Jenny on The Diary of a Teenage Girl
The scene is a classroom on the first day of term in a college of further education where as a very young graduate many decades ago I have been hired to teach teenage students. I am bemused to be sent outside, along with all the girls in the class, while the head of the college addresses the boys. Why? One of the boys kindly explains a few days later. ‘It was about wanking, Miss, he says. ‘Sir told us we had to be polite and keep our hands out of our pockets.’
Ah, those were the days. Teenage boys were assumed to be in dire need of rules to rein them in, while girls were sweet little virginal persons with no sexual feelings who needed protection from the overheated male herd. As a teenage girl myself in the very recent past, I knew all too well how untrue this was, but assumed that I was somehow unique.
The Diary of Teenage Girl knows better. Minnie is a 15 year old who records her sexual adventures on a tape recorder in San Francisco, 1976. She gets into a highly inappropriate relationship with her mother’s layabout lover, she has jack-rabbiting sex with a boy from her school class, she experiments with drugs, she experiments with a girlfriend - and she is without shame or guilt. Minnie’s self-absorbed mother (Kirsten Wiig) has little time for proper parenting, her pompous stepfather is mostly absent and her father long gone, so Minnie longs for love, longs to be touched, longs to be noticed and to be special to someone. She aspires to be a cartoonist, and wonderfully authentic teenage-style hand drawn animations appear at frequent intervals in the film.
The most brilliant thing about this brilliant, confident, stylish and funny film is the way it captures the voice of a 15 year old girl. Minnie is not ‘mature’ or ‘old for her years’, she is exactly what so many 15 year old girls are: articulate but in a recognisably teenage way, full of bravado yet insecure, capable of massive misjudgements yet possessing a moral core that you know will never be compromised – and she has no idea how beautiful she is.
The contrast between this film and the smoothly sanitized teen films of Hollywood, some of whose trailers preceded our viewing, is comic indeed. Minnie is not well dressed – she wears terrible flares throughout. She badly needs a new haircut. But she is not a Lolita temptress-cum-victim. Nor is she the intense outsider of Blue is the Warmest Color or the Troubled Teen of Andrea Arnold’s excellent Fish Tank. The film does not condone or condemn. Somehow we know that Minnie’s passion is her drawing and that when her fan letter to a real life graphic artist (Aline Kominsky) is warmly answered, this is all the encouragement she needs. Although set safely in the past, the film is of course about contemporary themes and this may be mightily uncomfortable for some viewers.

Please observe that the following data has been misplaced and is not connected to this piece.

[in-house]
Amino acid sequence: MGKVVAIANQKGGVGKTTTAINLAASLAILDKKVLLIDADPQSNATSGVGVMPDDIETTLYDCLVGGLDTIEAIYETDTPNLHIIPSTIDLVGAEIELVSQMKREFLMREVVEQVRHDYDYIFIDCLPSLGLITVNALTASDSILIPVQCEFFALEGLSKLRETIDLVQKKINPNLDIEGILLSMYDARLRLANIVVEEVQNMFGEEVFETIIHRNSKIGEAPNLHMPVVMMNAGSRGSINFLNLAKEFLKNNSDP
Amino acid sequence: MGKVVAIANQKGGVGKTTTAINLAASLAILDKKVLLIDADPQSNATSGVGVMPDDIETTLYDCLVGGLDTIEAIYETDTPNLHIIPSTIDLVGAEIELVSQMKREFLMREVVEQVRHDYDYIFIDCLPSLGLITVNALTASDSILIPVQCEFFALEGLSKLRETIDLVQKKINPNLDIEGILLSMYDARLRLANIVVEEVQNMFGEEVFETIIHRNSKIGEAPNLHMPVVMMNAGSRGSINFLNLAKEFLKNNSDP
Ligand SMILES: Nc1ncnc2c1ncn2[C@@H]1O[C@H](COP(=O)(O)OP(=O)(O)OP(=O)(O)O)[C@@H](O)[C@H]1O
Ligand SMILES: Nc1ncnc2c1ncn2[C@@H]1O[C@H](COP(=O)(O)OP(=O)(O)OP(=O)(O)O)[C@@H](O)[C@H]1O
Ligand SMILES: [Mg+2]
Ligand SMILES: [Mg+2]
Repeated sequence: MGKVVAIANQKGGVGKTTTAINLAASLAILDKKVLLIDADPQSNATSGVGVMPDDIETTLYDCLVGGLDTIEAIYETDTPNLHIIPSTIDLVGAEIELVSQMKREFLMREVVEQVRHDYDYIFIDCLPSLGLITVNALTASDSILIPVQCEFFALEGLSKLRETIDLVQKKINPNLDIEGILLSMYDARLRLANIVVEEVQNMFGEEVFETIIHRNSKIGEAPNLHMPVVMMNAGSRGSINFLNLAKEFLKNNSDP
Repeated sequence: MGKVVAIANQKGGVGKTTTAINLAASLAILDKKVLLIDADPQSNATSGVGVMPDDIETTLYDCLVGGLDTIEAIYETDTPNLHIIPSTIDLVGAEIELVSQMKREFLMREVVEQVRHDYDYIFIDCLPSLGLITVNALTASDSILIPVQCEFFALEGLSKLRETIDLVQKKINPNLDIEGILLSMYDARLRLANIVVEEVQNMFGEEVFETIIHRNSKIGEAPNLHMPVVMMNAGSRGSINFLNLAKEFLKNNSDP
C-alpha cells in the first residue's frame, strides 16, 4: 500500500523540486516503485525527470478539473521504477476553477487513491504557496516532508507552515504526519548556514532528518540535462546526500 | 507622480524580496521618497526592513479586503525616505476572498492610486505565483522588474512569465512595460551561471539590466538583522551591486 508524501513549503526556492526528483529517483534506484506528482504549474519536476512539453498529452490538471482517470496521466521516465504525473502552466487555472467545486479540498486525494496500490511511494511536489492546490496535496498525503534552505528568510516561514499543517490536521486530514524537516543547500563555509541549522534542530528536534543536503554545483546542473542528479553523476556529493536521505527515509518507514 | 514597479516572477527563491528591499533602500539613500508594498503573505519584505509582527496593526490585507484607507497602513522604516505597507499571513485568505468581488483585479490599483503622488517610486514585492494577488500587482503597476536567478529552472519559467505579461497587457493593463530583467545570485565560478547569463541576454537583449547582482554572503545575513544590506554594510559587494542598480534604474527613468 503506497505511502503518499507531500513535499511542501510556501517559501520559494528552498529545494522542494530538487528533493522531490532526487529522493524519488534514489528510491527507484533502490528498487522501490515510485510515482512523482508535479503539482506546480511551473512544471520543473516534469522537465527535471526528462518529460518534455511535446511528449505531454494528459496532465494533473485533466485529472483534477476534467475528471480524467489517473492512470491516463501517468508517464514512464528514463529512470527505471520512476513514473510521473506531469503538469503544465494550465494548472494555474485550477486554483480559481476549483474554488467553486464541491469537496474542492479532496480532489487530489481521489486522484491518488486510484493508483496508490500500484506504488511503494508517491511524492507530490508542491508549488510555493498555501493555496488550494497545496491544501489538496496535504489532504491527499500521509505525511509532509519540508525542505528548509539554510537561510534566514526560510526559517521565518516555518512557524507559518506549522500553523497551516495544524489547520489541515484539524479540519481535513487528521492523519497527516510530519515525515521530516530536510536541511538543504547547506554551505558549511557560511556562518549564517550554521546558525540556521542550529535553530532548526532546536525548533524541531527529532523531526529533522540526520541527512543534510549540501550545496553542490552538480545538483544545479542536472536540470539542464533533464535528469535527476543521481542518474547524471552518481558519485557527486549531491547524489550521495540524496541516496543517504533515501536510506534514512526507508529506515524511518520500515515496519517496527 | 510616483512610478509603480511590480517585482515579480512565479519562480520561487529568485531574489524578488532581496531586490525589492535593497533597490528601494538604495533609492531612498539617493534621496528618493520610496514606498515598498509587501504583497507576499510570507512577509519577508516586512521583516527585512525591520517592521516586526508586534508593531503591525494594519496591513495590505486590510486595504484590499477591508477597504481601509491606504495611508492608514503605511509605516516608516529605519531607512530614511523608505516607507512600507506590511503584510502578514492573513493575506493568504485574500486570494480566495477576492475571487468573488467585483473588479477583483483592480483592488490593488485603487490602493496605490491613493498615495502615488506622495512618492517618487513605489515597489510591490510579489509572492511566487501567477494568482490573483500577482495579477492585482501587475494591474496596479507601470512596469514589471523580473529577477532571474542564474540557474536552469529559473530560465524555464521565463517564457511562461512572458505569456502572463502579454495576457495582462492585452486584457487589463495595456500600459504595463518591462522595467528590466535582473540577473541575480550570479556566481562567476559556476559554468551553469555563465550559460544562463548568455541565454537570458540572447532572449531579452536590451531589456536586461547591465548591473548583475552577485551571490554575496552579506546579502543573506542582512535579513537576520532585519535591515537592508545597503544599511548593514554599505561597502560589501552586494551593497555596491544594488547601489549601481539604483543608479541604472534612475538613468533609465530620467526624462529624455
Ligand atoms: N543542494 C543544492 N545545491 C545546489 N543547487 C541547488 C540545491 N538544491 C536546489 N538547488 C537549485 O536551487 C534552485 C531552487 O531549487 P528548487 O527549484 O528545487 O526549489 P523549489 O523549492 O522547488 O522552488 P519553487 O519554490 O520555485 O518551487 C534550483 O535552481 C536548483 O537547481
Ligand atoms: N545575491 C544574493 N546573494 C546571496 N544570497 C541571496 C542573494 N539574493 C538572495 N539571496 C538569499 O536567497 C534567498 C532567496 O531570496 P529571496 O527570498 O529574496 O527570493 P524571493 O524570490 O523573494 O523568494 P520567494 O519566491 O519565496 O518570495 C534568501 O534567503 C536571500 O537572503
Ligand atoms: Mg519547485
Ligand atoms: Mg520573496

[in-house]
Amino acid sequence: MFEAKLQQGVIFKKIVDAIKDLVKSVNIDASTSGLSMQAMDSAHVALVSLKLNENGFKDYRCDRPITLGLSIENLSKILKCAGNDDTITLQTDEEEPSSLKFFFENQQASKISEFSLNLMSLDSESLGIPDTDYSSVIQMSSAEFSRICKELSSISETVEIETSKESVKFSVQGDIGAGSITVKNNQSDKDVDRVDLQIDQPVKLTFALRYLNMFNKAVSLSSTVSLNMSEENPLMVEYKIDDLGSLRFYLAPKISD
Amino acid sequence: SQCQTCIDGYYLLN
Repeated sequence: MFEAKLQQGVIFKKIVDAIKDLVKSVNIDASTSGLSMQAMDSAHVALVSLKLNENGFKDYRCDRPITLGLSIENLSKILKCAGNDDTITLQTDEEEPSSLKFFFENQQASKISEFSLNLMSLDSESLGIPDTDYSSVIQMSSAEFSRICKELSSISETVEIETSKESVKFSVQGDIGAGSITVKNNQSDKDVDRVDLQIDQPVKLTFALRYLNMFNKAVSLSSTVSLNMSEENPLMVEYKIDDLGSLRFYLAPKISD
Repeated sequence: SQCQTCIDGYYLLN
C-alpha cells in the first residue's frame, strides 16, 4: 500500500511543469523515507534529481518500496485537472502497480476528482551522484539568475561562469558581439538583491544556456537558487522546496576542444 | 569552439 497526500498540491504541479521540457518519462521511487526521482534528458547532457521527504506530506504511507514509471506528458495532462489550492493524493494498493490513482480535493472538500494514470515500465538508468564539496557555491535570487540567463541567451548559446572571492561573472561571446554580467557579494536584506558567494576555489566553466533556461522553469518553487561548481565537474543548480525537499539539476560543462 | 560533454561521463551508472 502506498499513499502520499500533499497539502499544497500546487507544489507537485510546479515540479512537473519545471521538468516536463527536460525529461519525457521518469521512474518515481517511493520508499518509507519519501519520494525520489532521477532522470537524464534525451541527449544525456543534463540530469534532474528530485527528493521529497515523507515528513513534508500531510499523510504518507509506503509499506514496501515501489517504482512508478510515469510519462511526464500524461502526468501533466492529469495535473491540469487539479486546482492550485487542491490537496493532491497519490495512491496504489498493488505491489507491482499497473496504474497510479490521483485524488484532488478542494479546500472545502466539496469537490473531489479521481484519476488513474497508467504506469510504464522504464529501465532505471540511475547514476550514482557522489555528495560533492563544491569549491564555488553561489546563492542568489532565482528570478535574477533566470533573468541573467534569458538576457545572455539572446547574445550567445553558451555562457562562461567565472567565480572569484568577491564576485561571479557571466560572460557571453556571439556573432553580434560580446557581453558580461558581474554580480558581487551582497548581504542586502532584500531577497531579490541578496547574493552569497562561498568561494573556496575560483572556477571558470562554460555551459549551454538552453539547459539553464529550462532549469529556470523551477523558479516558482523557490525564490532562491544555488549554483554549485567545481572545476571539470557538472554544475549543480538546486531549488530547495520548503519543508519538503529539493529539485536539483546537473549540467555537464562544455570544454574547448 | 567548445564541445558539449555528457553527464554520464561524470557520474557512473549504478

The performances are terrific. Bel Powley, a British 23 year old plays Minnie with an intensity and naturalness that is electrifying. The Swedish actor Alexander Skarsgård plays the boyfriend so flawlessly that you can see exactly why Minnie could be entranced by him, as well as exactly why she eventually realises that the guy is a creep. The film is shot in soft, sludgy tones that capture perfectly the foggy sun and shabby exteriors of 1970s San Francisco as well as the full-on ghastliness of 1970s fashion, smoking, make-up and décor – the decade that never knew it had not an iota of taste.
The movie has an 18 Certificate but I do hope that clever teenage girls exactly like our heroine will somehow find a way to see it. Its ultimate messages are: Girls, you need to love yourselves first. When you do this, everything else follows. And by the way, it’s OK to like sex.